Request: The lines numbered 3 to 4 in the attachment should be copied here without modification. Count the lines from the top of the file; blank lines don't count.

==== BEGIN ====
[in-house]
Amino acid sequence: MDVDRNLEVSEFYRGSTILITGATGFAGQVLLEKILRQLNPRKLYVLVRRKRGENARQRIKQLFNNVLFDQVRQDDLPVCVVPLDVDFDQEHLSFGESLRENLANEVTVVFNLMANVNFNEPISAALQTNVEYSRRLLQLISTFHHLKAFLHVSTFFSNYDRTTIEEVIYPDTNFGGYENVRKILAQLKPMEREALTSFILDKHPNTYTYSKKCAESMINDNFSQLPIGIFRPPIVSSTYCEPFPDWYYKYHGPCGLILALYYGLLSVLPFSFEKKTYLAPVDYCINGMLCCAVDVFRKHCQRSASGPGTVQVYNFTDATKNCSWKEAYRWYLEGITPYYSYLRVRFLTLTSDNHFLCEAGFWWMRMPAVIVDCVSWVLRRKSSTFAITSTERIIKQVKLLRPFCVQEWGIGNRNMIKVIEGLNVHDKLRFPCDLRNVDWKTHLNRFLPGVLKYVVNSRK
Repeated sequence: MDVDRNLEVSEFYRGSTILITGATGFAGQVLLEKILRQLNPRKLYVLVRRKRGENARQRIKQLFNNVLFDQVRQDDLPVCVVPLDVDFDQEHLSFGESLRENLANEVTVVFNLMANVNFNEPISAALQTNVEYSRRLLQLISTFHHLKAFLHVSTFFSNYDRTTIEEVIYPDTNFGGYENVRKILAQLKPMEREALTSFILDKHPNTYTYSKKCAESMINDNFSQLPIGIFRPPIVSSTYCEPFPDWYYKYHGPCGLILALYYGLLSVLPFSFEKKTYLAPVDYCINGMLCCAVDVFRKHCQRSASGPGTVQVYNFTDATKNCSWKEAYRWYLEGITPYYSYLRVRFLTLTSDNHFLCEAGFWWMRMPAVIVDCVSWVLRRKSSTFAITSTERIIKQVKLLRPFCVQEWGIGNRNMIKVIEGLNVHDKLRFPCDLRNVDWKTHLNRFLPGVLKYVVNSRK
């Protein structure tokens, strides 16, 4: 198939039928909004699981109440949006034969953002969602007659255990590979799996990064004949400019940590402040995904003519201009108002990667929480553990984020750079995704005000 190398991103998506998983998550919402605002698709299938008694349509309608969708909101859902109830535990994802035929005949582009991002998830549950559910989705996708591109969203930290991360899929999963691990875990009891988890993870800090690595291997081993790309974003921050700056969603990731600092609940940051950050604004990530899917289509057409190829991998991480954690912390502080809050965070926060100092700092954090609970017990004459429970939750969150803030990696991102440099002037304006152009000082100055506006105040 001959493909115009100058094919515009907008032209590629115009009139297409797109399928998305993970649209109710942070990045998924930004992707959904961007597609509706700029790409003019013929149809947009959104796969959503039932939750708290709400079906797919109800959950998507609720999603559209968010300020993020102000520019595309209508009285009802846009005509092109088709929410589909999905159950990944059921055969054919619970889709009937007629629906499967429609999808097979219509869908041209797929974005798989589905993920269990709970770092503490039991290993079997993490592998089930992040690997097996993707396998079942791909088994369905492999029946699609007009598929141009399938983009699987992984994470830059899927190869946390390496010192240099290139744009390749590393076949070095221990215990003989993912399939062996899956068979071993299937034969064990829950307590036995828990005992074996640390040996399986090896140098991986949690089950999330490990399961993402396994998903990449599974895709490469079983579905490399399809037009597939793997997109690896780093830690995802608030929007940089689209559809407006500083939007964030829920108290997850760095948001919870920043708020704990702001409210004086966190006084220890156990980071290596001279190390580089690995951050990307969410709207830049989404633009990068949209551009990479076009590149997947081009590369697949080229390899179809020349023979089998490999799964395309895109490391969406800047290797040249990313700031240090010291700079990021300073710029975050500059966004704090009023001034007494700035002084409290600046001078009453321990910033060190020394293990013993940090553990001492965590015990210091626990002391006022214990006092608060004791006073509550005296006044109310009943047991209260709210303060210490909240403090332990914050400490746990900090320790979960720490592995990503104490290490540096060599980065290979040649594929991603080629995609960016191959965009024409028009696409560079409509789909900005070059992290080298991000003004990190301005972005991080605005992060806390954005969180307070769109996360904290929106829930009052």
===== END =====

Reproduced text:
Repeated sequence: MDVDRNLEVSEFYRGSTILITGATGFAGQVLLEKILRQLNPRKLYVLVRRKRGENARQRIKQLFNNVLFDQVRQDDLPVCVVPLDVDFDQEHLSFGESLRENLANEVTVVFNLMANVNFNEPISAALQTNVEYSRRLLQLISTFHHLKAFLHVSTFFSNYDRTTIEEVIYPDTNFGGYENVRKILAQLKPMEREALTSFILDKHPNTYTYSKKCAESMINDNFSQLPIGIFRPPIVSSTYCEPFPDWYYKYHGPCGLILALYYGLLSVLPFSFEKKTYLAPVDYCINGMLCCAVDVFRKHCQRSASGPGTVQVYNFTDATKNCSWKEAYRWYLEGITPYYSYLRVRFLTLTSDNHFLCEAGFWWMRMPAVIVDCVSWVLRRKSSTFAITSTERIIKQVKLLRPFCVQEWGIGNRNMIKVIEGLNVHDKLRFPCDLRNVDWKTHLNRFLPGVLKYVVNSRK
């Protein structure tokens, strides 16, 4: 198939039928909004699981109440949006034969953002969602007659255990590979799996990064004949400019940590402040995904003519201009108002990667929480553990984020750079995704005000 190398991103998506998983998550919402605002698709299938008694349509309608969708909101859902109830535990994802035929005949582009991002998830549950559910989705996708591109969203930290991360899929999963691990875990009891988890993870800090690595291997081993790309974003921050700056969603990731600092609940940051950050604004990530899917289509057409190829991998991480954690912390502080809050965070926060100092700092954090609970017990004459429970939750969150803030990696991102440099002037304006152009000082100055506006105040 001959493909115009100058094919515009907008032209590629115009009139297409797109399928998305993970649209109710942070990045998924930004992707959904961007597609509706700029790409003019013929149809947009959104796969959503039932939750708290709400079906797919109800959950998507609720999603559209968010300020993020102000520019595309209508009285009802846009005509092109088709929410589909999905159950990944059921055969054919619970889709009937007629629906499967429609999808097979219509869908041209797929974005798989589905993920269990709970770092503490039991290993079997993490592998089930992040690997097996993707396998079942791909088994369905492999029946699609007009598929141009399938983009699987992984994470830059899927190869946390390496010192240099290139744009390749590393076949070095221990215990003989993912399939062996899956068979071993299937034969064990829950307590036995828990005992074996640390040996399986090896140098991986949690089950999330490990399961993402396994998903990449599974895709490469079983579905490399399809037009597939793997997109690896780093830690995802608030929007940089689209559809407006500083939007964030829920108290997850760095948001919870920043708020704990702001409210004086966190006084220890156990980071290596001279190390580089690995951050990307969410709207830049989404633009990068949209551009990479076009590149997947081009590369697949080229390899179809020349023979089998490999799964395309895109490391969406800047290797040249990313700031240090010291700079990021300073710029975050500059966004704090009023001034007494700035002084409290600046001078009453321990910033060190020394293990013993940090553990001492965590015990210091626990002391006022214990006092608060004791006073509550005296006044109310009943047991209260709210303060210490909240403090332990914050400490746990900090320790979960720490592995990503104490290490540096060599980065290979040649594929991603080629995609960016191959965009024409028009696409560079409509789909900005070059992290080298991000003004990190301005972005991080605005992060806390954005969180307070769109996360904290929106829930009052």